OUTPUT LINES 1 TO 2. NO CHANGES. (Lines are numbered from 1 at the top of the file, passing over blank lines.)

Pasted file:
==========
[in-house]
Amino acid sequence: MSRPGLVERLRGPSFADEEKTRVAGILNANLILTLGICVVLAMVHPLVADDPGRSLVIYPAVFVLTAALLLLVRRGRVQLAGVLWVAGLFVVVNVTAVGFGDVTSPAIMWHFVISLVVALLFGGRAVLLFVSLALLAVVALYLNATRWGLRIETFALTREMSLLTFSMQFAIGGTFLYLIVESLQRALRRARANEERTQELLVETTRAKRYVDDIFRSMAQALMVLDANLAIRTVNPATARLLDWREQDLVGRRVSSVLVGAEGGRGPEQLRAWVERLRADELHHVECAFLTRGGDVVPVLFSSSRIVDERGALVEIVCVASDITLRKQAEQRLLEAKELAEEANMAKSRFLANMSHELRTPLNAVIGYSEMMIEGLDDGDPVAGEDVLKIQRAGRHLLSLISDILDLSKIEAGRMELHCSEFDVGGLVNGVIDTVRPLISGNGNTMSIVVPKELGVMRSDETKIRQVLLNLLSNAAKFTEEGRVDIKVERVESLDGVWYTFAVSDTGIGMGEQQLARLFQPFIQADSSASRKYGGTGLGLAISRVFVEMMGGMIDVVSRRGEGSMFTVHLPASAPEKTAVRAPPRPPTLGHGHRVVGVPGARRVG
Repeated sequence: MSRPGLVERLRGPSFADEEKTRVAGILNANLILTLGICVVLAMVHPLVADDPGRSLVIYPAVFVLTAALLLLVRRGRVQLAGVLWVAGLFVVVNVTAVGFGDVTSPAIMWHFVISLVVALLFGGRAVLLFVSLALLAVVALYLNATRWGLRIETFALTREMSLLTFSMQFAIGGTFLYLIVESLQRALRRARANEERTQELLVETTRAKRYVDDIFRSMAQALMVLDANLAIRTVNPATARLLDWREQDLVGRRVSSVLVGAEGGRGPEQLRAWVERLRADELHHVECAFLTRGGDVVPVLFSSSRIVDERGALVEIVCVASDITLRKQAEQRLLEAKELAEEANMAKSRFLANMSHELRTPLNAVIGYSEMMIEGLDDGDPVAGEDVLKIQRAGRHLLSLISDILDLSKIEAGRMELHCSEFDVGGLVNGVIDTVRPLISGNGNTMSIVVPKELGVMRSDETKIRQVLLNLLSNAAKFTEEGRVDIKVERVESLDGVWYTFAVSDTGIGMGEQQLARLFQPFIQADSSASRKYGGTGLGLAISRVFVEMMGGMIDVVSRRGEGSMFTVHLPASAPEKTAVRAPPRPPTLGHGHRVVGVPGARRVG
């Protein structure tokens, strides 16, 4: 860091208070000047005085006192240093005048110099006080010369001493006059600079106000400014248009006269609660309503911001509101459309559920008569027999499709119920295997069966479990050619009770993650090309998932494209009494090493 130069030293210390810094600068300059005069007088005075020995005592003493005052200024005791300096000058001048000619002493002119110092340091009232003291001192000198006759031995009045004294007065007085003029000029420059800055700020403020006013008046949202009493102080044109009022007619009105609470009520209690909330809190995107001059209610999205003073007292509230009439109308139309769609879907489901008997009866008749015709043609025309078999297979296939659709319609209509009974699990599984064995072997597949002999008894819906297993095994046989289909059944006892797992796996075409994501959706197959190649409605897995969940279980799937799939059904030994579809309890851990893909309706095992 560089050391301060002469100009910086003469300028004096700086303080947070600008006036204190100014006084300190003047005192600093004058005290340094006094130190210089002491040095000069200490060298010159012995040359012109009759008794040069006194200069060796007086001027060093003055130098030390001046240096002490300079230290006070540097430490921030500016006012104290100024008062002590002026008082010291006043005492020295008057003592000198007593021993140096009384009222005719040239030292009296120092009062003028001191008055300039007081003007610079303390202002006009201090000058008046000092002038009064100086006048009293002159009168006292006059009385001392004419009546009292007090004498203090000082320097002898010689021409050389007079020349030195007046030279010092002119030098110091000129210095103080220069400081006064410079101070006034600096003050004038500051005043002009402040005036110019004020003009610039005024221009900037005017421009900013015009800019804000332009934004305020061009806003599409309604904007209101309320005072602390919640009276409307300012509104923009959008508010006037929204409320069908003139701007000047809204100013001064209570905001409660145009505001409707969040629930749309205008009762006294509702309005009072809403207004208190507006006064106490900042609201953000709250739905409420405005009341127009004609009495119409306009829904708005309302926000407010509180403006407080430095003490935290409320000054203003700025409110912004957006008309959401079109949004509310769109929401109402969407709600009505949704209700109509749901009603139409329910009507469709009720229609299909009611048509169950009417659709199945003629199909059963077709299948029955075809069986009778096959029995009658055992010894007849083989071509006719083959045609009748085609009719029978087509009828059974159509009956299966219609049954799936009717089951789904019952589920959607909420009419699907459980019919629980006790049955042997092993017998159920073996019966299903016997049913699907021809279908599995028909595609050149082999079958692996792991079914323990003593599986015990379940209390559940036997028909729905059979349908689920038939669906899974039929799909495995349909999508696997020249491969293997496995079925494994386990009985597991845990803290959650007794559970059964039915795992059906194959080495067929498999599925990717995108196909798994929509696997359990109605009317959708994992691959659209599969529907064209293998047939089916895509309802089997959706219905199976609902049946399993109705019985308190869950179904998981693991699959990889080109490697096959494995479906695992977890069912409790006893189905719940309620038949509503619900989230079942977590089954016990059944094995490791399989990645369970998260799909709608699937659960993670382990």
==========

[in-house]
Amino acid sequence: MSRPGLVERLRGPSFADEEKTRVAGILNANLILTLGICVVLAMVHPLVADDPGRSLVIYPAVFVLTAALLLLVRRGRVQLAGVLWVAGLFVVVNVTAVGFGDVTSPAIMWHFVISLVVALLFGGRAVLLFVSLALLAVVALYLNATRWGLRIETFALTREMSLLTFSMQFAIGGTFLYLIVESLQRALRRARANEERTQELLVETTRAKRYVDDIFRSMAQALMVLDANLAIRTVNPATARLLDWREQDLVGRRVSSVLVGAEGGRGPEQLRAWVERLRADELHHVECAFLTRGGDVVPVLFSSSRIVDERGALVEIVCVASDITLRKQAEQRLLEAKELAEEANMAKSRFLANMSHELRTPLNAVIGYSEMMIEGLDDGDPVAGEDVLKIQRAGRHLLSLISDILDLSKIEAGRMELHCSEFDVGGLVNGVIDTVRPLISGNGNTMSIVVPKELGVMRSDETKIRQVLLNLLSNAAKFTEEGRVDIKVERVESLDGVWYTFAVSDTGIGMGEQQLARLFQPFIQADSSASRKYGGTGLGLAISRVFVEMMGGMIDVVSRRGEGSMFTVHLPASAPEKTAVRAPPRPPTLGHGHRVVGVPGARRVG